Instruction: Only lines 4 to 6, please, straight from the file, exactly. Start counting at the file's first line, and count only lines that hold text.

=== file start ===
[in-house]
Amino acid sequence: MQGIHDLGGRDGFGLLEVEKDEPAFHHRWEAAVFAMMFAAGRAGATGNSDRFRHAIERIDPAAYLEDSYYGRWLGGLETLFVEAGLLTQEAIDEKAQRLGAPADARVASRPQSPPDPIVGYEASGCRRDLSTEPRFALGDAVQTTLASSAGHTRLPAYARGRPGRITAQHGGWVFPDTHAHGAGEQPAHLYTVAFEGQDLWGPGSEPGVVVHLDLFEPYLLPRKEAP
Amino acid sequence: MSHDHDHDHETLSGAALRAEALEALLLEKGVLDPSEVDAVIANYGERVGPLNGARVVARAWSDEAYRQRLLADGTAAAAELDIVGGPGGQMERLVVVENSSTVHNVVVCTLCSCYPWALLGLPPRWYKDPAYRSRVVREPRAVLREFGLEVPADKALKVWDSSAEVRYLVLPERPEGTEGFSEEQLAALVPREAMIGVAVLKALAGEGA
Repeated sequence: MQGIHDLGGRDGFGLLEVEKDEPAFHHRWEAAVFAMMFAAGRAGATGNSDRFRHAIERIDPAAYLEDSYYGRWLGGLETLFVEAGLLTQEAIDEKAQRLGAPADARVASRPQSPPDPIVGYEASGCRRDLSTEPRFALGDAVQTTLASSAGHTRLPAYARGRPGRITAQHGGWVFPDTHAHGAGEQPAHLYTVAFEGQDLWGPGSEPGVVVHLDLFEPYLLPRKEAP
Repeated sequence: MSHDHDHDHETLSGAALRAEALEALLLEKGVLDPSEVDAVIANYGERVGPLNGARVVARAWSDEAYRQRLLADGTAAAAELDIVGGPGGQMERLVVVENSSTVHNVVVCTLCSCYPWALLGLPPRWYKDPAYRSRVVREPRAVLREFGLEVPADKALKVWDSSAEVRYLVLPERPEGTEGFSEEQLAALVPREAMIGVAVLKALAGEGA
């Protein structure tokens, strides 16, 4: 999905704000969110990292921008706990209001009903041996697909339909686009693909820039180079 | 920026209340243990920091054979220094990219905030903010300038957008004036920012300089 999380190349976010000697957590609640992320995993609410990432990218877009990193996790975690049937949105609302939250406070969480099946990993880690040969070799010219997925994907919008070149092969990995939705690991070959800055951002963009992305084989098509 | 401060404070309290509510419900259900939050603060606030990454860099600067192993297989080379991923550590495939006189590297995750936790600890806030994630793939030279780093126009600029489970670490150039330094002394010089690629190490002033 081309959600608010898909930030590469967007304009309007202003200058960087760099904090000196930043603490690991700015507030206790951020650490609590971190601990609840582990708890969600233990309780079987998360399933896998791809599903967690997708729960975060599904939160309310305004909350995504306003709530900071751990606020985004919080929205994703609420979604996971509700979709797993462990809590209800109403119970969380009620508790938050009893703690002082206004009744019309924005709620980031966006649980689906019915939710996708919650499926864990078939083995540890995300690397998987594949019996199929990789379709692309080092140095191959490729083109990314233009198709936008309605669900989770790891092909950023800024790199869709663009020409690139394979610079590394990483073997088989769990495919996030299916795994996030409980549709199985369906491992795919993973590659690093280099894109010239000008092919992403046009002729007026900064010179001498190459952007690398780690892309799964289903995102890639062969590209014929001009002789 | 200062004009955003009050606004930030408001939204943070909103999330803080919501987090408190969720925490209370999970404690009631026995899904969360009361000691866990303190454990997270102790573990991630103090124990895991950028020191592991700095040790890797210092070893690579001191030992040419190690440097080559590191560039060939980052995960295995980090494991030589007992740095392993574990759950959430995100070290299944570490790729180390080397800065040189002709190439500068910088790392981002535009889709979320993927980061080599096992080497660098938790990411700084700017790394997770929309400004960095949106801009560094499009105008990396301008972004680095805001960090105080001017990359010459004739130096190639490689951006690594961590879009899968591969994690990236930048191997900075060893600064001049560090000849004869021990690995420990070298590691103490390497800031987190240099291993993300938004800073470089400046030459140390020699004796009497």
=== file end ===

Repeated sequence: MQGIHDLGGRDGFGLLEVEKDEPAFHHRWEAAVFAMMFAAGRAGATGNSDRFRHAIERIDPAAYLEDSYYGRWLGGLETLFVEAGLLTQEAIDEKAQRLGAPADARVASRPQSPPDPIVGYEASGCRRDLSTEPRFALGDAVQTTLASSAGHTRLPAYARGRPGRITAQHGGWVFPDTHAHGAGEQPAHLYTVAFEGQDLWGPGSEPGVVVHLDLFEPYLLPRKEAP
Repeated sequence: MSHDHDHDHETLSGAALRAEALEALLLEKGVLDPSEVDAVIANYGERVGPLNGARVVARAWSDEAYRQRLLADGTAAAAELDIVGGPGGQMERLVVVENSSTVHNVVVCTLCSCYPWALLGLPPRWYKDPAYRSRVVREPRAVLREFGLEVPADKALKVWDSSAEVRYLVLPERPEGTEGFSEEQLAALVPREAMIGVAVLKALAGEGA
């Protein structure tokens, strides 16, 4: 999905704000969110990292921008706990209001009903041996697909339909686009693909820039180079 | 920026209340243990920091054979220094990219905030903010300038957008004036920012300089 999380190349976010000697957590609640992320995993609410990432990218877009990193996790975690049937949105609302939250406070969480099946990993880690040969070799010219997925994907919008070149092969990995939705690991070959800055951002963009992305084989098509 | 401060404070309290509510419900259900939050603060606030990454860099600067192993297989080379991923550590495939006189590297995750936790600890806030994630793939030279780093126009600029489970670490150039330094002394010089690629190490002033 081309959600608010898909930030590469967007304009309007202003200058960087760099904090000196930043603490690991700015507030206790951020650490609590971190601990609840582990708890969600233990309780079987998360399933896998791809599903967690997708729960975060599904939160309310305004909350995504306003709530900071751990606020985004919080929205994703609420979604996971509700979709797993462990809590209800109403119970969380009620508790938050009893703690002082206004009744019309924005709620980031966006649980689906019915939710996708919650499926864990078939083995540890995300690397998987594949019996199929990789379709692309080092140095191959490729083109990314233009198709936008309605669900989770790891092909950023800024790199869709663009020409690139394979610079590394990483073997088989769990495919996030299916795994996030409980549709199985369906491992795919993973590659690093280099894109010239000008092919992403046009002729007026900064010179001498190459952007690398780690892309799964289903995102890639062969590209014929001009002789 | 200062004009955003009050606004930030408001939204943070909103999330803080919501987090408190969720925490209370999970404690009631026995899904969360009361000691866990303190454990997270102790573990991630103090124990895991950028020191592991700095040790890797210092070893690579001191030992040419190690440097080559590191560039060939980052995960295995980090494991030589007992740095392993574990759950959430995100070290299944570490790729180390080397800065040189002709190439500068910088790392981002535009889709979320993927980061080599096992080497660098938790990411700084700017790394997770929309400004960095949106801009560094499009105008990396301008972004680095805001960090105080001017990359010459004739130096190639490689951006690594961590879009899968591969994690990236930048191997900075060893600064001049560090000849004869021990690995420990070298590691103490390497800031987190240099291993993300938004800073470089400046030459140390020699004796009497």